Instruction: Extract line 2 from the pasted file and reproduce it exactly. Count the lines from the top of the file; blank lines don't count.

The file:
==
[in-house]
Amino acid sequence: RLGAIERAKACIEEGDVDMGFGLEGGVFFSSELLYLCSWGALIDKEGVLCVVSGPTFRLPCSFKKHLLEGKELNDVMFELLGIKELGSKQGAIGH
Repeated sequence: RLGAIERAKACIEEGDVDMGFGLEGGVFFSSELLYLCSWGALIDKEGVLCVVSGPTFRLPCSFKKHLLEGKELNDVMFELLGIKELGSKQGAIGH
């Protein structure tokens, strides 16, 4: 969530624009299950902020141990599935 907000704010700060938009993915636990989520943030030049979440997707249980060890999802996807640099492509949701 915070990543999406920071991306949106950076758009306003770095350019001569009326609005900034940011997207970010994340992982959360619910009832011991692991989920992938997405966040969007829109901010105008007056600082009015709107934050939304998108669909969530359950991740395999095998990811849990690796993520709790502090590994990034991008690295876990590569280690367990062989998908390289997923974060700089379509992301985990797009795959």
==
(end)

Amino acid sequence: RLGAIERAKACIEEGDVDMGFGLEGGVFFSSELLYLCSWGALIDKEGVLCVVSGPTFRLPCSFKKHLLEGKELNDVMFELLGIKELGSKQGAIGH